The Kingdom of Jesus
This is a medieval feast which uses the metaphor of "king"—a powerful one in those days—to describe the role of Jesus. Today the implications of such a metaphor are harder for us to comprehend, though the fascination with the late Princess of Wales suggests that we still like royalty and royal families—though perhaps we don't quite understand any more the tragedy that is inherent in royal leadership.Note:
In fact, the kingdom which Jesus preached was the kingdom of his Father in heaven, a kingdom of forgiving love with no royal trappings at all, a kingdom which had always been there but which now (through Jesus) were beginning to recognize for the first time. The kingdom of Jesus is summarized in the words of the Our Father—forgive us as we forgive. No matter how many times we say that prayer, the meaning seems to allude us. We expected to be forgiven, but we don't want to forgive.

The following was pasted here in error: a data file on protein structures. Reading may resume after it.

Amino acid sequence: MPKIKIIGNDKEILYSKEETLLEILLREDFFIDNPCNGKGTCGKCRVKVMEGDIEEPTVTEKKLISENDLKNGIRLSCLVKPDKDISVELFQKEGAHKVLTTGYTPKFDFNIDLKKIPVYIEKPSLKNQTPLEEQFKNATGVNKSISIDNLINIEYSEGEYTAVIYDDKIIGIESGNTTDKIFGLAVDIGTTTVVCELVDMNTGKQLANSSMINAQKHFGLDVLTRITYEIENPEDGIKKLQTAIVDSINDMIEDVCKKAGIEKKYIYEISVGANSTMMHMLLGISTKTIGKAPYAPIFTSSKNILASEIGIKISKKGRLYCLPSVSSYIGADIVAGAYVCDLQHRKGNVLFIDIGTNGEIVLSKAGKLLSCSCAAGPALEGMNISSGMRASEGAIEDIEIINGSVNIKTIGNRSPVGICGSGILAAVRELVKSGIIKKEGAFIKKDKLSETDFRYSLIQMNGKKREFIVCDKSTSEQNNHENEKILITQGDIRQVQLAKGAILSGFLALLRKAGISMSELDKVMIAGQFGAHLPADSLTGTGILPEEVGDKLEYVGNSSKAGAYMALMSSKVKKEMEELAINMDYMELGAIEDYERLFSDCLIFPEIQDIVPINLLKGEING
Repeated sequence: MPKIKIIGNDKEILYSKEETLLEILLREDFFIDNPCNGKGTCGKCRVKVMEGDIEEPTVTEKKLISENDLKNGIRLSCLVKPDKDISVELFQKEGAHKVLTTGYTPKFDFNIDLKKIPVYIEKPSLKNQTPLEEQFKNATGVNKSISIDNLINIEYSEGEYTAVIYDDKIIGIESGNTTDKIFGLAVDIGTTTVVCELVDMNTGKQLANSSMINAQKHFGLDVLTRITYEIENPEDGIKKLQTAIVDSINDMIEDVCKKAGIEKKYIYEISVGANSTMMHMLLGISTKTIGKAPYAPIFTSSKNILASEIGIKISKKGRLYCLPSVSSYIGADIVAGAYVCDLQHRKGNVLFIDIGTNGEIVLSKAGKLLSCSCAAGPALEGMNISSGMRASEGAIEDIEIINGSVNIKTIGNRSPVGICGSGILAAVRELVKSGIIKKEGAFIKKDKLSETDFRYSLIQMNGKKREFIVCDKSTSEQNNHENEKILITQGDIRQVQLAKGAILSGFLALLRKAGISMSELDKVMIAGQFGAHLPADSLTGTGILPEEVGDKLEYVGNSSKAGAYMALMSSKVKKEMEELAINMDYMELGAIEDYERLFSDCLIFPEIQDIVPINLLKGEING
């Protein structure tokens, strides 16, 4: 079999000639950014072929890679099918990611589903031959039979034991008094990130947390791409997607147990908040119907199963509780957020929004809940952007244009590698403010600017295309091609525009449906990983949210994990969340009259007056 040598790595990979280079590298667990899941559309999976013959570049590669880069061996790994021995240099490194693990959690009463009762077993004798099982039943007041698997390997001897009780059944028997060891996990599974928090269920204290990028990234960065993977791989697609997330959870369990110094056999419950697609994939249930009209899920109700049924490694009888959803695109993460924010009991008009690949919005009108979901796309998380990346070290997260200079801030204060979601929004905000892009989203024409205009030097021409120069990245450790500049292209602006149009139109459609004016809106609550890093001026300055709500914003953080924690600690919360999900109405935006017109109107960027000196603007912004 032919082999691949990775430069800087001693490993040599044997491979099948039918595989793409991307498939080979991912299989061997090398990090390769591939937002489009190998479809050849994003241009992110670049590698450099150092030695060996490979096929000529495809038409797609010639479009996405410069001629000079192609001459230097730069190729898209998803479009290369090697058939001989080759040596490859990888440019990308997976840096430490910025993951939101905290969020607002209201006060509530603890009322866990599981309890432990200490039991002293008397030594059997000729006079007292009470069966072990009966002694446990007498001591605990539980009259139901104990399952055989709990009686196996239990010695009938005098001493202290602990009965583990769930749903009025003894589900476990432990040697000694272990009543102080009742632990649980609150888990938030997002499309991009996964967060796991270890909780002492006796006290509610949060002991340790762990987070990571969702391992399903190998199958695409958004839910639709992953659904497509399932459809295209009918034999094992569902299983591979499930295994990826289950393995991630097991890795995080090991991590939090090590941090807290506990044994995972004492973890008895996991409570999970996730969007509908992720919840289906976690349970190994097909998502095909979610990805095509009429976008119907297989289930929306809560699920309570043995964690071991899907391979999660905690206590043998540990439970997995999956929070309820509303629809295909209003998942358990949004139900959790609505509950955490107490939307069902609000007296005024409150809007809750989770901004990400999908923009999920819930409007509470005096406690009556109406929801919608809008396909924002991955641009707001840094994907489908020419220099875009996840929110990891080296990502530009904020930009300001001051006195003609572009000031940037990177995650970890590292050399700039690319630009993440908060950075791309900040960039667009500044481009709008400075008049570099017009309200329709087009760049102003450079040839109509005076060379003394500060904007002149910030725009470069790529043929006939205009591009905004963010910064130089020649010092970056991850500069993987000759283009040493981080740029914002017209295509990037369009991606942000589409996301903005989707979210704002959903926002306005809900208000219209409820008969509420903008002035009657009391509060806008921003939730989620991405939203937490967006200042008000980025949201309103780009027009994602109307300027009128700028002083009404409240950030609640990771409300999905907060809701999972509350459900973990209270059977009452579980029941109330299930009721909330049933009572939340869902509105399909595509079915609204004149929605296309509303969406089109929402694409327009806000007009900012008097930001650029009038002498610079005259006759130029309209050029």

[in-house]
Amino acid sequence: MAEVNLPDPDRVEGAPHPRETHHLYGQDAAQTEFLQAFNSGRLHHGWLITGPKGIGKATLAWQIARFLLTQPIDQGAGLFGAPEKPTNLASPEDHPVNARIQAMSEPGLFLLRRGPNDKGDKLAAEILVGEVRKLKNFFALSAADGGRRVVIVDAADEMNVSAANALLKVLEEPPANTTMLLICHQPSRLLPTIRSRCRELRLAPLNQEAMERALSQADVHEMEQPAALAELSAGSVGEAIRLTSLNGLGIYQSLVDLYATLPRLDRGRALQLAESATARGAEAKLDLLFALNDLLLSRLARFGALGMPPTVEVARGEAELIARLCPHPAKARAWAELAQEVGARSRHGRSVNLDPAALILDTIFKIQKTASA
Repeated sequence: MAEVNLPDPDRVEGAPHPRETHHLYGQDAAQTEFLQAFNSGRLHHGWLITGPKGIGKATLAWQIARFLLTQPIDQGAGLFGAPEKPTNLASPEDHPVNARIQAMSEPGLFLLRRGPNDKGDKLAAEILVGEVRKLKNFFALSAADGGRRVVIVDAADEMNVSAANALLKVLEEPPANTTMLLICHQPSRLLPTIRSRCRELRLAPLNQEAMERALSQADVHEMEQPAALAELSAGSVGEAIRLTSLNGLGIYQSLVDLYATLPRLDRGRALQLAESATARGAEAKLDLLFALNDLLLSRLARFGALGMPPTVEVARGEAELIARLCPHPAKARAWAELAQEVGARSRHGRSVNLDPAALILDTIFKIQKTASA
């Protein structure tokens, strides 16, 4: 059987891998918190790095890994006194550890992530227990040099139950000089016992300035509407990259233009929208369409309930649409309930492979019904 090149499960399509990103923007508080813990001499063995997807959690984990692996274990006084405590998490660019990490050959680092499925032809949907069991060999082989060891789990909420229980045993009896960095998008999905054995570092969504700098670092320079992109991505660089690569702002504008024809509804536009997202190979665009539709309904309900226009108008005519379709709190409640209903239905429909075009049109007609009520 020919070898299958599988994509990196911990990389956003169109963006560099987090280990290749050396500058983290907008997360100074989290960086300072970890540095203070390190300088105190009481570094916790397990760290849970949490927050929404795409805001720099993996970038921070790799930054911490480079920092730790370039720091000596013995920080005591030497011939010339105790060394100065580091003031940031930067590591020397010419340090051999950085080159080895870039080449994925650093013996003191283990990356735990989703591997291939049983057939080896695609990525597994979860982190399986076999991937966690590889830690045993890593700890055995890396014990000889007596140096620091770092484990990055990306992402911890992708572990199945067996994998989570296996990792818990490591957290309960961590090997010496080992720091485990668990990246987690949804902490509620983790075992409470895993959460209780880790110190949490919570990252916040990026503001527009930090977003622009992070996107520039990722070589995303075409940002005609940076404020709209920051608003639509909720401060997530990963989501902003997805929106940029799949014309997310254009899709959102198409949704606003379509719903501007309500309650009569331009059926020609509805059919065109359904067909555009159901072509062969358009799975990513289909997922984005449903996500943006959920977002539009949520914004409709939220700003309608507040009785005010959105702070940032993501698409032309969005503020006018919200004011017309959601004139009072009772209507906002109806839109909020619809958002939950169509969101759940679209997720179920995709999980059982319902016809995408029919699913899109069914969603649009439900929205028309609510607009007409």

At every service this weekend, we will recognize those who joined the church within the past year with a prayer and a small gift. We will also receive pledges for the coming year and will burn them unopened at the conclusion of each worship service. Following the 10 a.m. service on Sunday, we will have a covered dish lunch.
Labels: Gospel reading